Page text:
AMD Threadripper 2970WX & 2920X Review

Monday, October 29th, 2018 - Teknologi

AMD Threadripper 2970WX & 2920X Review

AMD is launching new 12 and 24-core 2nd-gen Threadripper parts known as the 2920X and 2970WX. Almost three months have passed since we first checked out the flagship TR 2950X and 2990WX, the 16 and 32-core models. Still AMD did warn us at the time at that rest of the 2nd-gen Threadripper lineup wouldn’t arrive until October, and here we are at the tail end of the month.

Before we get to the testing and benchmark results, here’s a quick refresher covering the design and specs…

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There are two models in the WX series, where the ‘W’ signifies that this is a workstation series. The workstation 2990WX and 2970WX models are configured very differently to the 2950X and 2920X processors. Whereas the 12 and 16-core processors pack two Zeppelin dies, the 24-core and 32-core models feature four.

Typically such a configuration would have 4 dual-channel memory controllers for 8-channels, this however isn’t possible on the X399 platform, limiting these core heavy parts to quad-channel memory.

Although there are two more Zeppelin dies, the additional dies are compte dies, in AMD’s words. This means they have no local PCIe or DRAM access, for that they must travel via the Infinity Fabric to the IO dies. As there are twice as many dies, the Infinity Fabric bandwidth is also halved, so now the throughput between dies is just 25Gbps, assuming you’re using DDR4-3200 memory.

Because of this design that sees two of the dies without direct access to the DRAM, it means that unlike the 2920X and 2950X, the 2970WX and 2990WX use NUMA exclusively. AMD claimed that this quad-NUMA configuration allowed them to create the world’s first 32-core consumer processor and just as important it has allowed them to do it while maintaining backwards compatibility with existing TR4 products.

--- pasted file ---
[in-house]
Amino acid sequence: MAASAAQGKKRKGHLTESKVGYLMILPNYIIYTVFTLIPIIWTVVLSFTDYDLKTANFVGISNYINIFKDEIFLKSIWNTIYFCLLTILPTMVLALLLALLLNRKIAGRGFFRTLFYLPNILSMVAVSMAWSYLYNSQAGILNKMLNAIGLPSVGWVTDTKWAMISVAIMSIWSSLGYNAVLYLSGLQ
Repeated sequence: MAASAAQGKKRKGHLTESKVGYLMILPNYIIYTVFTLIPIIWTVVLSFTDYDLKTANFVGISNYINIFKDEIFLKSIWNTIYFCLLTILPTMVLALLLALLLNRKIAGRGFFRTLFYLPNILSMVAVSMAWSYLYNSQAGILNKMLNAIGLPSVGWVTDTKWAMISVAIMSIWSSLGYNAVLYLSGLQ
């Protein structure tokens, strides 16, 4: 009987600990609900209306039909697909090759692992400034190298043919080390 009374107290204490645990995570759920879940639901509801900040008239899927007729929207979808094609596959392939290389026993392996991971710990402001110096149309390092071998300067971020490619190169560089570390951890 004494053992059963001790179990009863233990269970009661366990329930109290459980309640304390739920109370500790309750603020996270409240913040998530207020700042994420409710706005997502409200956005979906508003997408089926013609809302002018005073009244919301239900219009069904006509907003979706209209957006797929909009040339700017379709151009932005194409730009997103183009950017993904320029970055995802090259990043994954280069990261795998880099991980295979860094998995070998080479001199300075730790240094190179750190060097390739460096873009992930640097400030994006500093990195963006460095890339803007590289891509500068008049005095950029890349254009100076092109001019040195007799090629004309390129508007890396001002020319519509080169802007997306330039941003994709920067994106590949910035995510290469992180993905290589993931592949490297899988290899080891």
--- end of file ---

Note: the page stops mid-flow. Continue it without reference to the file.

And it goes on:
This shift on how the CPU operates internally caused some compatibility issues, or rather performance issues with games and some applications, namely Windows 10. Windows 10’s scheduler has been proven to be very inefficient at managing these core heavy CPUs and we found significantly better performance when testing the same applications with a Linux based operating system.

Unfortunately this remains a huge problem for the 2990WX — and we suspect the 2970WX — and while Microsoft hasn’t done anything to improve the situation yet, AMD has. The latest version of the Ryzen Master software which will be available for download today, introduces a Dynamic Local Mode and crucially you don’t need to reset the system in order to enable it.

In AMD’s words, Dynamic Local Mode automatically migrates the system’s most demanding application threads onto the Threadripper 2990WX and 2970WX CPU cores with local memory access. In other words: applications and games that prefer local DRAM access will automatically receive it, but applications that scale to many cores will still be free to do so.

 PriceCores / ThreadsBase / Turbo Clock (MHz)L2 Cache (MB)L3 Cache (MB)TDP
TR 2990WX$172032/643.0 / 4.21664250 W
TR 2970WX$129924/481264
TR 2950X$90016/323.5 / 4.4832180 W
TR 1950X$68016/323.4 / 4.2832